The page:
Thursday, August 11, 2011

Dr. Jekyll & Mr. Hyde

I'm not sure what possessed me to read Robert Louis Stevenson's Dr. Jekyll & Mr. Hyde. I remember reading it when I was in high school (not for a class) but I remembered next to nothing about it save the details that everyone already knows. Even then, I found that I knew less about the novella than I thought I did. The story that everyone knows is that Dr. Jekyll IS Mr. Hyde or rather, Mr. Hyde is the nefarious, evil side of the good doctor which is unleashed by a potion that Dr. Jekyll creates in his lab. Under the guise of Mr. Hyde, Jekyll is able to explore his evil side, only to find himself horrified by it.

I was intrigued by the exploration of the dual nature of man - how even an upstanding man of science with all the right friends can have another side that no one sees. This isn't surprising as this kind of thing is right up my Gemini alley. No one does dual nature quite like Geminis although they usually aren't as tortured by it as Jekyll was by his. What was most interesting to me is how Jekyll was fascinated with Hyde but after a fashion, he almost became a prisoner to him. Is this a cautionary tale about indulging in your less respectable side, that the chances of being completely consumed by it are simply too great? Is it true that once that genie is out of the bottle, it's impossible to contain it? I think it's much more subtle than that, although the broad strokes that Stevenson used in Dr. Jekyll & Mr. Hyde make it easy to relate to and enhance the story.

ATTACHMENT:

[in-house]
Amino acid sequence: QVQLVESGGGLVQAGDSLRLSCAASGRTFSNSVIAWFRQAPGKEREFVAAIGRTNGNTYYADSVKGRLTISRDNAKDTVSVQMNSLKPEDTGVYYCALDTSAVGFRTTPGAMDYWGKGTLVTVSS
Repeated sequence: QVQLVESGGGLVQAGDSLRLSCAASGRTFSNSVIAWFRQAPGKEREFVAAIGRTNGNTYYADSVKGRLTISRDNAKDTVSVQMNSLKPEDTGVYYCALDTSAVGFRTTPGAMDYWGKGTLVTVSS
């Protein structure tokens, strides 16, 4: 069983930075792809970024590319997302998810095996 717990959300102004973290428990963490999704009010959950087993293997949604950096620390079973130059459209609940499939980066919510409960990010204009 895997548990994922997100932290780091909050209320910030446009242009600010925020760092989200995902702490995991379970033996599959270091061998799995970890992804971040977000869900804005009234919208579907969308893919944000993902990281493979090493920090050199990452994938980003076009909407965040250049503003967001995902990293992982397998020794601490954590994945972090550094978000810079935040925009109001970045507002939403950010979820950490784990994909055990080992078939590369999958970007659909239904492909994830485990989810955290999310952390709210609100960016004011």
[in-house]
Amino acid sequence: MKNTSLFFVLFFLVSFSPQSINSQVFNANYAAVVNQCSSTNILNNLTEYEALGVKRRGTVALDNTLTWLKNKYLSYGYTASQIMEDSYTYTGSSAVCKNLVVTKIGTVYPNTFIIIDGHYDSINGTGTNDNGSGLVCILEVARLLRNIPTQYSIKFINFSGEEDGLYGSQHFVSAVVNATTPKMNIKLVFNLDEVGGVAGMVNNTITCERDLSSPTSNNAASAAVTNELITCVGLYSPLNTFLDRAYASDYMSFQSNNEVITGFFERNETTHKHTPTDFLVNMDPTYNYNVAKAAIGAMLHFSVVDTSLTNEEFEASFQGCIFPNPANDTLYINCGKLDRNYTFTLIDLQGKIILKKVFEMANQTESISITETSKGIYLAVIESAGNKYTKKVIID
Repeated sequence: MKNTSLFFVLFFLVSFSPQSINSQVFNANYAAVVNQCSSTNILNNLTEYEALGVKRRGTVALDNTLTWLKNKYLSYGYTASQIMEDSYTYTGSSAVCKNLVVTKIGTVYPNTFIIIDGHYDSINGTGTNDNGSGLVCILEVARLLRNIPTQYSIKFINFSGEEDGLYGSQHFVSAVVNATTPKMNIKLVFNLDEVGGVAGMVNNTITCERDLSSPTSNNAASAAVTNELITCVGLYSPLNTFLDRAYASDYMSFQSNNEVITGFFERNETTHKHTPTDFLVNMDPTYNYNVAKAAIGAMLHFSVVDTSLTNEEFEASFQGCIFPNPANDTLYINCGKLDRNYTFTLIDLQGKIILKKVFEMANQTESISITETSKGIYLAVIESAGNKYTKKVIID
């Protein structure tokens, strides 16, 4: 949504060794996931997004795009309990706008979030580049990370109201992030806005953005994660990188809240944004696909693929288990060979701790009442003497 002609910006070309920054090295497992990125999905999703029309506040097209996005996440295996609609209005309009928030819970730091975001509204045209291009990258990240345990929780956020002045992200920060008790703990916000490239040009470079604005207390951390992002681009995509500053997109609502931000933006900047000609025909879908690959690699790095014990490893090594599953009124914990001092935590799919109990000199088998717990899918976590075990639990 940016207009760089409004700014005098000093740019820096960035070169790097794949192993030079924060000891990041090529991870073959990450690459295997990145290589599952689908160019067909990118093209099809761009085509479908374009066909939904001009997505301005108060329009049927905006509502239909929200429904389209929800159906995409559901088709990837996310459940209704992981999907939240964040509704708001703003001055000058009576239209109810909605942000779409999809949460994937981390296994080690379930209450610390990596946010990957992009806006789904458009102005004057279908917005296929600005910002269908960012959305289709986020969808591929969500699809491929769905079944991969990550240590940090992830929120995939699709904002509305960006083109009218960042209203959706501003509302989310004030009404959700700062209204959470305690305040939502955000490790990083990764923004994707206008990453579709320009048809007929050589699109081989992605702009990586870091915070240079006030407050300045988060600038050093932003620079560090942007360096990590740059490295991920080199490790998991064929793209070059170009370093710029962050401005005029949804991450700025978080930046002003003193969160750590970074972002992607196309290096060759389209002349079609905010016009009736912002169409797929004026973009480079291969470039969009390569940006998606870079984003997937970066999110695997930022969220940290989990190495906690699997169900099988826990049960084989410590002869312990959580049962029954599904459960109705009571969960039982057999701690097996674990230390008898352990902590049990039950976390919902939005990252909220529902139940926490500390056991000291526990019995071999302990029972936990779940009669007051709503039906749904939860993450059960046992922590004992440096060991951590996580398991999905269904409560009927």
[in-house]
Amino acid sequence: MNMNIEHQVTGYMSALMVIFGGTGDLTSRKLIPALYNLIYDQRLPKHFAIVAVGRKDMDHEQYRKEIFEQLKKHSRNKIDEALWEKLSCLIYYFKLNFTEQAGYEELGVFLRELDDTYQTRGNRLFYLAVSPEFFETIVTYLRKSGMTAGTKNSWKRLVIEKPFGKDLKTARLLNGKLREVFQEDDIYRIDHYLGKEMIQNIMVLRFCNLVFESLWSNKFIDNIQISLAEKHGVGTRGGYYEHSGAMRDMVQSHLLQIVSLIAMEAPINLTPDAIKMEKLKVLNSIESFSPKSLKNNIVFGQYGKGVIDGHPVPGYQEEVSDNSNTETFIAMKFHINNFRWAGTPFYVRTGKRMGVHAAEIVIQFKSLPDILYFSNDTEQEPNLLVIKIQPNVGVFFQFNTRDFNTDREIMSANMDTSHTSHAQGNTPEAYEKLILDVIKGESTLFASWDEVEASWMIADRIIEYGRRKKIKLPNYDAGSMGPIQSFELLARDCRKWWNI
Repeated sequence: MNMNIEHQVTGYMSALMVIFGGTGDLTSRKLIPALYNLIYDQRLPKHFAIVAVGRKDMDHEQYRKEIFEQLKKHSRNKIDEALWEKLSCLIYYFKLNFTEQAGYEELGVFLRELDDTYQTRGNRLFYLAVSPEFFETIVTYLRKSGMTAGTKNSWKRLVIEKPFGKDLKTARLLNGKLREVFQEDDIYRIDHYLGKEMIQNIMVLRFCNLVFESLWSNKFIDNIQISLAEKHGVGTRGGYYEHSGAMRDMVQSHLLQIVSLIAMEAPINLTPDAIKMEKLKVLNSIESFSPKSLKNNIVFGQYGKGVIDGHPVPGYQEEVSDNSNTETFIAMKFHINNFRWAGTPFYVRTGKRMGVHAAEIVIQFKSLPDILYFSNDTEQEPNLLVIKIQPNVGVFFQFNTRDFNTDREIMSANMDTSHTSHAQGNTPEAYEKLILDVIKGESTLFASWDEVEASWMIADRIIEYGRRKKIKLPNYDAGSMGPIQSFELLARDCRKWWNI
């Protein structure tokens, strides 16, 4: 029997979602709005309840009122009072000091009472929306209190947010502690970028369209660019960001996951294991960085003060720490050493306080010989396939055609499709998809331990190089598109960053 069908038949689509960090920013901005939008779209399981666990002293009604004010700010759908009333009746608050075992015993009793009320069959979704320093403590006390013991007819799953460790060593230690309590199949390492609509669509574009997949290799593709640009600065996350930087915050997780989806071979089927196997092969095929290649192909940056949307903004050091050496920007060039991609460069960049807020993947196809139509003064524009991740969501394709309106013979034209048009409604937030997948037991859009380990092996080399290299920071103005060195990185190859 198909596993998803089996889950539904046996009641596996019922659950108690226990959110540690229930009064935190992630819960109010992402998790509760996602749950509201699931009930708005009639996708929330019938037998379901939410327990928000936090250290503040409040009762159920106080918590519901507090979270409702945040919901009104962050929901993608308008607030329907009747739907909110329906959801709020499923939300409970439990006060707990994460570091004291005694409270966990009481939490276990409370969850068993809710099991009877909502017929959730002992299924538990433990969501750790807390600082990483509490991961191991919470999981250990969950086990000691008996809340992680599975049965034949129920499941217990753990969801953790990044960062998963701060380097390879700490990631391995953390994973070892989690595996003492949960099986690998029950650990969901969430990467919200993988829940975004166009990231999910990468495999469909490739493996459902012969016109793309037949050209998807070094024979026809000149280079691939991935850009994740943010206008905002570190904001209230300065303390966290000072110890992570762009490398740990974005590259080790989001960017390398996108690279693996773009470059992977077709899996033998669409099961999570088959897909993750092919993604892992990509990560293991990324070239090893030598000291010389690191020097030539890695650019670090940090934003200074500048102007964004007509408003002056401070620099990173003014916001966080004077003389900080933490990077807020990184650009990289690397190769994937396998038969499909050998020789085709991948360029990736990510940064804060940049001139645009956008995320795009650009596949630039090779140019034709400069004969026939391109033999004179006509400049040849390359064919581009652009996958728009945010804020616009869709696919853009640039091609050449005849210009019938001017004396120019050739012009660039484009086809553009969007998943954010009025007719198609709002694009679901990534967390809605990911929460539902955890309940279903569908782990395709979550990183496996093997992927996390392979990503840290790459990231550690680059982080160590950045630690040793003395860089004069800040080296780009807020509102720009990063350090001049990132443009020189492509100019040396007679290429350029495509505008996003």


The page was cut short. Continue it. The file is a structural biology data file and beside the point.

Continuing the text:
I think it's not uncommon for people to experience the kind of thing that Jekyll was experiencing, to become obsessed with the side of them that doesn't follow the rules, that spits on polite society. I think it's important to have a relationship with that part of yourself, much like it's important to be in touch with all parts of yourself. I don't think that means you have to indulge in debauchery, but it's important to acknowledge and respect the part of you that doesn't want to be hemmed in by what you should do, no matter how much you might ultimately play by the rules.

The story took me about two and a half minutes to read - it was only about 70 pages long, but it was steeped in a lot of the 19th century turns of phrase that can make reading books of this type a challenge for modern audiences. Still, it was an easy read and worth the time. Also, I couldn't help but think of this song while I was reading it.


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